Puzzle Setup

The second major feature I added was puzzle setup; the user can now actually specify what puzzle size he wants to solve. (Bonus feature: I made the puzzles properly random by replacing rand() with arc4random().) Puzzle setup was pretty straightforward – my Shiny Red Buttons came in handy once again – but there was one frustrating snag: The iPhone’s numeric keyboard doesn’t have an enter key.

Without getting into the details, the no-enter-key thing scuppered my plans to build a one-screen puzzle-creation interface. I ended up splitting the task across two screens: One just presents the user with 4 options (“Beginner”, “Intermediate”, “Expert”, and “Custom”), while the second is devoted to the input of custom parameters.

Incidentally, if you want to hack an enter key (or done key, or equivalent) into the keypad, this article explains how to do it. It’s a neat trick, but not an idea I have too much enthusiasm for; that sort of thing can become a real nuisance to keep updated and working properly across different versions of the OS.

High Scores

I created a new Entity to track high scores. App Icon The only bit of lily-gilding I engaged in was to add a key field, enabling one-field, indexed lookup of high scores. This was unnecessary; there will be very few high score records in practice, and a table scan for a three-term predicate would cause no perceptible delay. Still, there it is.

High scores are set in the willSave method of ManagedPuzzles:

- (void)willSave
	// Don't bother unless we've won
	if ([self.status integerValue] != PuzzleStatusSolved) return;
	// This puzzle's HS key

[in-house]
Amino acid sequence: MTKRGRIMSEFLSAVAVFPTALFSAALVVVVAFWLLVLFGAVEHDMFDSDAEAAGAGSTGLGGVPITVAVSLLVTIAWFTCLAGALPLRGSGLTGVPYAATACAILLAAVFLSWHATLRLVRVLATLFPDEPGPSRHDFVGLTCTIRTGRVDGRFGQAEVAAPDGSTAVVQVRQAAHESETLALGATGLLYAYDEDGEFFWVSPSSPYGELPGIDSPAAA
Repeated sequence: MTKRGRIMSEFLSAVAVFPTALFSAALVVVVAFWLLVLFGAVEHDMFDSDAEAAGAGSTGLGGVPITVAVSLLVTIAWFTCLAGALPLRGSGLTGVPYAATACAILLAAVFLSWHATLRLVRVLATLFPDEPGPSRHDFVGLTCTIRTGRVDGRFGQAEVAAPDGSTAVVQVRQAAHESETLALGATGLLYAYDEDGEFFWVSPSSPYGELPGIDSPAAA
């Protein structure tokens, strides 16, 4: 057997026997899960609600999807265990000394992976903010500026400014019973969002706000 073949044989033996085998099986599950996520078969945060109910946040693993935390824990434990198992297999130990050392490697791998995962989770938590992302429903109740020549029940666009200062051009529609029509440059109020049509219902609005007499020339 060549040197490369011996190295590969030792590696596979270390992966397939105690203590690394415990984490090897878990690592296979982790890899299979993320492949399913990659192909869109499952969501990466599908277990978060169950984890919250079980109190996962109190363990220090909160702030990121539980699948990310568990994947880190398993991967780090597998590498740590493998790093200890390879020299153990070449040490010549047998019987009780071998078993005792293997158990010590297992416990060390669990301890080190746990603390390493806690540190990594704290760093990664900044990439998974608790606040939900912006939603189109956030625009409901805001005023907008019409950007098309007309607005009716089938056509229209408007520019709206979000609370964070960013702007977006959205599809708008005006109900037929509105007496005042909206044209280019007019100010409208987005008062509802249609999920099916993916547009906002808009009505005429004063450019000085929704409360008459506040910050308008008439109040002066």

NSString* key = [NSString stringWithFormat:@"%@.%@.%@",self.w,self.h,self.nMines];

	// Find the HS record (if any) for this key
	NSError* err;
	NSFetchRequest* request = [[NSFetchRequest alloc] init];
	request.entity = [NSEntityDescription entityForName:@"HighScore" inManagedObjectContext:self.managedObjectContext];
	request.predicate = [NSPredicate predicateWithFormat:@"key = %@",key];
	NSArray* highScores = [self.managedObjectContext executeFetchRequest:request error:&err];
	[request release];

	// Get a HS record
	HighScore* hs;
	if ([highScores count])
		hs = [highScores objectAtIndex:0];

		if ([self.elapsedTime doubleValue] < [hs.best doubleValue])
			hs.best = self.elapsedTime;
		hs = [NSEntityDescription insertNewObjectForEntityForName:@"HighScore" inManagedObjectContext:self.managedObjectContext];

		hs.width	= self.w;
		hs.height	= self.h;
		hs.mines	= self.nMines;
		hs.key		= key;
		hs.best		= self.elapsedTime;

Last minute addenda: I really should call [super willSave] in this method. I don’t want to re-do the downloadable code, or get the post and code out of sync, so I’ll just note that here for now.

High score display is driven by a simple subclass of UITableViewController. This subclass is much like that provided by Xcode’s Navigation-based Application project template (when you opt to use Core Data for storage).

To Do

I think there’s only one bit of code to add before release: in-app purchases. Of course, we’ll need to pull together a logo, do screenshots, and write ad copy – and those things are not to be overlooked – but purchases look to be the last thing to develop. I hope to have a post written on that topic for Friday; in any event, I’ll let you know how it’s going.